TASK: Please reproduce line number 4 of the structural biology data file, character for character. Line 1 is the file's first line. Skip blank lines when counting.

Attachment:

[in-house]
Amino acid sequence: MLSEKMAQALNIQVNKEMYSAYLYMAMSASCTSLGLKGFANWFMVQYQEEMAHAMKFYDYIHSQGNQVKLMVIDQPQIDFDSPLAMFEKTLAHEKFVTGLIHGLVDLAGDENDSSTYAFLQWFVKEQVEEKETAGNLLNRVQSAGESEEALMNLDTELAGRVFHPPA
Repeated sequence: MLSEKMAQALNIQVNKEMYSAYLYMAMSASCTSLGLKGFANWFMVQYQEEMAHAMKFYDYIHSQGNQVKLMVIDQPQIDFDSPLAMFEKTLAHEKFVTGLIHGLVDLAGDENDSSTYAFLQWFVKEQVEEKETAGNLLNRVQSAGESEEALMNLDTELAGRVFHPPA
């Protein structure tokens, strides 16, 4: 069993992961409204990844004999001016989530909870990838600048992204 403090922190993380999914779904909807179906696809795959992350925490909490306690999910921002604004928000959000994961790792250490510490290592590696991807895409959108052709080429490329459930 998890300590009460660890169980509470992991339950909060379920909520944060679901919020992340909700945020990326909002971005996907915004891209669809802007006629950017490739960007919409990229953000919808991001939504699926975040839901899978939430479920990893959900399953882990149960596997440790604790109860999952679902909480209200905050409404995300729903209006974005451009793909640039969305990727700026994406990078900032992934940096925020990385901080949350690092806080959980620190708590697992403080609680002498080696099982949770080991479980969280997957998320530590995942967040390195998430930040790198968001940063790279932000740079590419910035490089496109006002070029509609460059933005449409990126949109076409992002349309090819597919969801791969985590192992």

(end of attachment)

């Protein structure tokens, strides 16, 4: 069993992961409204990844004999001016989530909870990838600048992204 403090922190993380999914779904909807179906696809795959992350925490909490306690999910921002604004928000959000994961790792250490510490290592590696991807895409959108052709080429490329459930 998890300590009460660890169980509470992991339950909060379920909520944060679901919020992340909700945020990326909002971005996907915004891209669809802007006629950017490739960007919409990229953000919808991001939504699926975040839901899978939430479920990893959900399953882990149960596997440790604790109860999952679902909480209200905050409404995300729903209006974005451009793909640039969305990727700026994406990078900032992934940096925020990385901080949350690092806080959980620190708590697992403080609680002498080696099982949770080991479980969280997957998320530590995942967040390195998430930040790198968001940063790279932000740079590419910035490089496109006002070029509609460059933005449409990126949109076409992002349309090819597919969801791969985590192992």